I was victimized at a hospital, being totally blamed for malfeasance perpetrated against me by this hospital/ their medical professionals. Now I see this story. I have been trying to get some help to OPEN up people's eyes to what's going on unethically/illegally with us patients.

    God only knows if any of the medical professionals within the hospital I was in, have the same hidden secrets about alchol/drug addiction, etc. From personal experience, I know this hospital and their medical professionals were shielded from their wrongdoings, despite PROOF I had acquired. The horrible thing is that, even with physical proof I had, these people still get off and have the audacity to still retain practicing their profession(s). I don't know of any other kind of business/profession where they are so well protected/guarded, by state regulatory agencies, elected state officials, and yes, even law enforcement. It is so scary when a patient knows the truth and no one will listen an realize he gravity of what I have uncovered.

    In my case, I had no knowledge of, nor any control over what was perpetrated [unethically/illegally] against my civil liberties/patient's rights, yet this hospital/their medical professionals were NEVER held accountable for admitted wrongdoings against me.
    A physician and RN actually admitted they didn't know the hospital's policies where they work, they forgot to document. As far as I know, these two individuals are still working in this hospital. I totally fear for any person entering this hospital for medical services. I think this is beyond unconscionable, violating laws/hospital bylaws, hospital policies. Did anyone care? Absolutely not.

    I guarantee you, it's a total nightmare when YOU are the person who's legal rights have been stolen, your bodily integrity invaded without any form of legal permission/consent, despite a state regulatory agency believing FORGERY also was perpetrated against me.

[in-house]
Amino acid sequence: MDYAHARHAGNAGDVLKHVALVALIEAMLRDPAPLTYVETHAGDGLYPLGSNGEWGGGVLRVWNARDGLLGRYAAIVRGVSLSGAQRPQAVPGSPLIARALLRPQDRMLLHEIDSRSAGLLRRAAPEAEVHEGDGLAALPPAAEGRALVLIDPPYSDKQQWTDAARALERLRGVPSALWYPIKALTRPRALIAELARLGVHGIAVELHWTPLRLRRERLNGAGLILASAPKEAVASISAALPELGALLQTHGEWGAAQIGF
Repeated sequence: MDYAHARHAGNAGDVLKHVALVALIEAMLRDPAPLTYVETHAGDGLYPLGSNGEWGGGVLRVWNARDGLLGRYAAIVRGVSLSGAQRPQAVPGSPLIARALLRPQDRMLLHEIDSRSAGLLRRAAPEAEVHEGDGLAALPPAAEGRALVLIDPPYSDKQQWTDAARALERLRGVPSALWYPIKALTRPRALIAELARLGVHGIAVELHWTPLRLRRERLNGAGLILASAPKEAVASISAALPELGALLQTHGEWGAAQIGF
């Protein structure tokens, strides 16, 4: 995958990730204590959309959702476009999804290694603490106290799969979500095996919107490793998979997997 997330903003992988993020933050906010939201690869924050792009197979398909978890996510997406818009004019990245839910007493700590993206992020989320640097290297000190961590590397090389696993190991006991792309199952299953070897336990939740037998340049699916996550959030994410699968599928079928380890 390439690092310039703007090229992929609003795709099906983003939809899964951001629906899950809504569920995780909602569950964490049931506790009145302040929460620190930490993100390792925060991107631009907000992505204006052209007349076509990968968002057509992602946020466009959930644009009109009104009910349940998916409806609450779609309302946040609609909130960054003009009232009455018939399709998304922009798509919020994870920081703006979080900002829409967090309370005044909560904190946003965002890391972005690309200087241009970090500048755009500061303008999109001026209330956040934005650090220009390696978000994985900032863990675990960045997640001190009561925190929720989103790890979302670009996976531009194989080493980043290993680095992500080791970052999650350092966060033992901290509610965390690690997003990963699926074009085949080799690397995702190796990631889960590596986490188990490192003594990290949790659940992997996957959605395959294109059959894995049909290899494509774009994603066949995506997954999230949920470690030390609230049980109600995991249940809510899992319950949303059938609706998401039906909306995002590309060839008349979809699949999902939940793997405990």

But did this agency also pay attention and do anything about this felony crime happening within a public trust, this hospital, against my rights? They denied the physician did anything wrong, yet explained how he was guilty of unprofessional conduct, violating our state's informed consent statute in a letter written to me. What insanity is this?
    How is this kind of regulation "ensuring the availability of competent medical professionals", [this state agency's slogan]? This agency just filed my complaint away, hidden from the the public's right to know just as with this Dr. West, who is protected/shielded from revealing his particular serious impairment(s), keeping his "secret".

    I nailed this hospital/their staff for wrongdoings, but they NEVER were the ones held to any kind of accountability. Believe me, when YOU become the victim of any form of unscrupulous, unethical, and/or illegal conduct, by which you are harmed/victimized by any impaired medical professional, then let's see how forgiving you are after the nightmares you are left to clean up after and deal with because of a [professional] person's impairment(s). The worst part is hearing the excuses to help the wrongdoer(s) escape their legal obligations, the constant denials of the truths you have uncovered.
    The public has a right to know, especially when these medical professionals are dealing with people's bodies, their lives.
    The excuse about them being allowed to not reveal their addiction(s) , staying hidden in the shadows, is sick and despicable.
    When these medical professionals are cutting into patient's bodies, the patient has every right to know the truth and be informed [before it's too late].
    Isn't it ironic how the patient is supposed to be totally honest with their physician, revealing anything/everything that could contribute to their health problem when seeing a physician. How is it considered different that a physician can hide any particular serious health problem(s) he/she might have?
    Maybe, it would be the best thing, for incompetent medical professionals, to be exposed and not let them practice, until they can be honest with their patients. Maybe then this would be a means to alleviate posing a potential danger to the public's health, safety and well being, thus less there might be a lot fewer malpractice suits to deal with.

    April 1, 2008 at 12:19 am |
  15. M Holzman

    Many patients have complications or infections after surgery. That is a known risk. Patients with cancer have a poor immune system and are more prone to all kinds of infections. Their complications may not be related to the physician's addiction or it may be. It is always a complicated problem to assign blame when a complication occurs. The answer to this problem is not to relinquish the privacy of physicans. They are people and do not want their confidential medical care published as it is against federal HIPPA laws. The American public wants excellent medical care yet they treat physicians with little respect and always blame doctors when there is a problem and the lawyers want to make money. Soon the American public will have to seek their medical from their lawyers.